Naturally I had to get permission from the principal because the wireless needed a very high aerial and the only place to put it was up the school's very high water tower and I couldn't do that without someone asking questions. Reluctantly he gave me permission on condition I didn't try to use it after 5pm because after that we had to have dinner (it was called “tea” back in those days), do our night study and go to bed at about 9pm.
Trouble was I could only get Rocky's ABC and the commercial station in the afternoon.
I wrote and told my mate and he wrote back saying I was a bloody idiot because you can't get proper reception before dark.
I thought about it for a while then one night, about half-an-hour after “lights out”, I crept out of bed, down stairs, across the yard into the locker room where the wireless was, and started twisting the dial.
The noise through the powerful earphones nearly knocked my head off and in about half-an-hour I had tuned into about 25 stations around Australia. Next night I had another pile of new stations written down.
That'll do for now I thought, switched off and started creeping back under the mango trees to the main building.
Suddenly out of the darkness came a shout: “Kavanagh, get over here”.
Two Brothers grabbed me and dragged me into the principal's office.
“You promised not to muck around with that wireless after 5pm,” the principal said.
“Touch your toes.”
I got six of the best on the bum, then three on each hand. A few days later one of the younger Brothers told me what happened. They were listening to their favourite wireless programs in the principal's office when suddenly all hell broke loose on their set.
“The noise was terrible,” he said. “It was like a cross between air raid sirens wailing, trumpets blasting and bulldozers roaring. We couldn't hear our program because of you mucking around with your wireless trying to get so many different stations and interfering with ours.”
The principal made me rip down the aerial and threw it and the wireless into the dump.
But by far the worst school punishment I got came from an ancient, retired Irish brother back in Maryborough. Our regular brother was sick and the old bloke came in to look after us for a day. He was a mad keen boxing follower who had taught in the Bronx, New York, in younger days.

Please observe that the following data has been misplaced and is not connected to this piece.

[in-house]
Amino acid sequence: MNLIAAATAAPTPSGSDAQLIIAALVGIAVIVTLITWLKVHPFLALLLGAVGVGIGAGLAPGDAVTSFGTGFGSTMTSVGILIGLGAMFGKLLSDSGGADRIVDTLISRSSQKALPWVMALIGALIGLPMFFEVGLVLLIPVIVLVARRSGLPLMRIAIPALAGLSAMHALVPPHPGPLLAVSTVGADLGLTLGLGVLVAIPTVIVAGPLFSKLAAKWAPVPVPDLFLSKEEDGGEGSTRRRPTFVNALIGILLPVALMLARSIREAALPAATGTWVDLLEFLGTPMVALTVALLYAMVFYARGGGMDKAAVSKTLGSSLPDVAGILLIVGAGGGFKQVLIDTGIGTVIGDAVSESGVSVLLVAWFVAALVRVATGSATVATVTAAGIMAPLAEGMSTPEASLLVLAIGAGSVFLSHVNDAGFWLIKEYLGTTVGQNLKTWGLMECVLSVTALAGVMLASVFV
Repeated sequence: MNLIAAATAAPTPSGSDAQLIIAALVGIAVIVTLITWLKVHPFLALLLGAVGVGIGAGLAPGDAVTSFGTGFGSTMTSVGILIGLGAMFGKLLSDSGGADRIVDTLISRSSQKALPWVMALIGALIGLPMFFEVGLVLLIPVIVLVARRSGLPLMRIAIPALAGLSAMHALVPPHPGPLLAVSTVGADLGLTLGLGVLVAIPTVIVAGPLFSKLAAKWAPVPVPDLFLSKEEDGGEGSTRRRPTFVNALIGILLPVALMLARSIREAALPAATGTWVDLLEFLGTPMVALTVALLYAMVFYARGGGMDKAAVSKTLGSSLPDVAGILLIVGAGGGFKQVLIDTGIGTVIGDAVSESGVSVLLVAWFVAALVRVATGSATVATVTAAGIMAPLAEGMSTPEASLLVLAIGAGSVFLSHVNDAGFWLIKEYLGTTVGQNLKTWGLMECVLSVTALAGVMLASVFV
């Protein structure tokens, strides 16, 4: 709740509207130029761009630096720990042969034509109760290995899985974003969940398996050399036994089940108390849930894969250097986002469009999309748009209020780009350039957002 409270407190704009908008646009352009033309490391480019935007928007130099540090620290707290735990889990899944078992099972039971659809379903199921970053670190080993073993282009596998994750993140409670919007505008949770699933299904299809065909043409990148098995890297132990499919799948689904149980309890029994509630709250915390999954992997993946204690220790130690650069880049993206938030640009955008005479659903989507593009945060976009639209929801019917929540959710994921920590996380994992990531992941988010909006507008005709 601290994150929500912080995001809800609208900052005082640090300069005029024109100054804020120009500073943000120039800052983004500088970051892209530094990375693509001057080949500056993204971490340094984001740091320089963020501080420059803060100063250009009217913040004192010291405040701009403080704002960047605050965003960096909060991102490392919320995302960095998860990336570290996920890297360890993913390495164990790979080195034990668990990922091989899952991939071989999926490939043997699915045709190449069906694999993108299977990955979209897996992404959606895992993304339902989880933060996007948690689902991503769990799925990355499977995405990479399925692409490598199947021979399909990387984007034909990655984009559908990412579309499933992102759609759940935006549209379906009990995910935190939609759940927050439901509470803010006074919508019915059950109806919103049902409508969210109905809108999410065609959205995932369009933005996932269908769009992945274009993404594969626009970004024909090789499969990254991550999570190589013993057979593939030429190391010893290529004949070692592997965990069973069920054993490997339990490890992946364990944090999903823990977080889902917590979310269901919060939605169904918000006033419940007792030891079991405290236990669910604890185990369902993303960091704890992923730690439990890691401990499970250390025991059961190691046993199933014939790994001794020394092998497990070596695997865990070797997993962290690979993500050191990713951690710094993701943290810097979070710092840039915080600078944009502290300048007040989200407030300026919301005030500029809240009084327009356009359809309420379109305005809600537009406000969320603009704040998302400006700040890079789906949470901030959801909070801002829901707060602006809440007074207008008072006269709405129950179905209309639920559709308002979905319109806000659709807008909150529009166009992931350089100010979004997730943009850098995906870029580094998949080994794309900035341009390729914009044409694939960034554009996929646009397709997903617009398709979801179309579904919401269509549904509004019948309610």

He put an algebra problem on the blackboard, looked around the class of about 14 kids and said: “Kavanagh! Get up here and work this out.”
So I did, and got it correct. He turned to the class and said: “Stand up those who got it wrong.”
I got it right, so I pretended to sit down, squatting on the floor behind him. The class laughed. He turned around and said: “Get up Kavanagh."
Feeling pretty smart I stood up with a smile across my dial.
Suddenly he let fly with as great right cross to the jaw, knocking me out, cold as a maggot.
When I woke up about five minutes later he simply said: “Get back to your desk, Kavanagh.”
I certainly did.
Of course we never mentioned these things at home, otherwise we'd get another belting. Like the time I broke an old crane at Yeppoon railway station. I was swinging on it when it somehow broke, throwing me onto the rail lines and knocking the stuffing out of me. My mates all took off, and the station master, who was talking to the local policeman on the platform, heard the noise, came and grabbed me.
He dragged me by the ear into the platform and complained to the cop. The cop booted me up the backside, grabbed me by the other ear and dragged me across the road to the Railway Hotel, which he knew my old man managed.
There he told my old man I had broken the crane. Dad took me upstairs, ripped off his belt and laid into me.
Ah! For the good old days. Things sure have changed over the years, eh?
Kavanagh will be guest speaker at the Sunrise Rotary lunch at Callaghan Park on Sunday, October 25.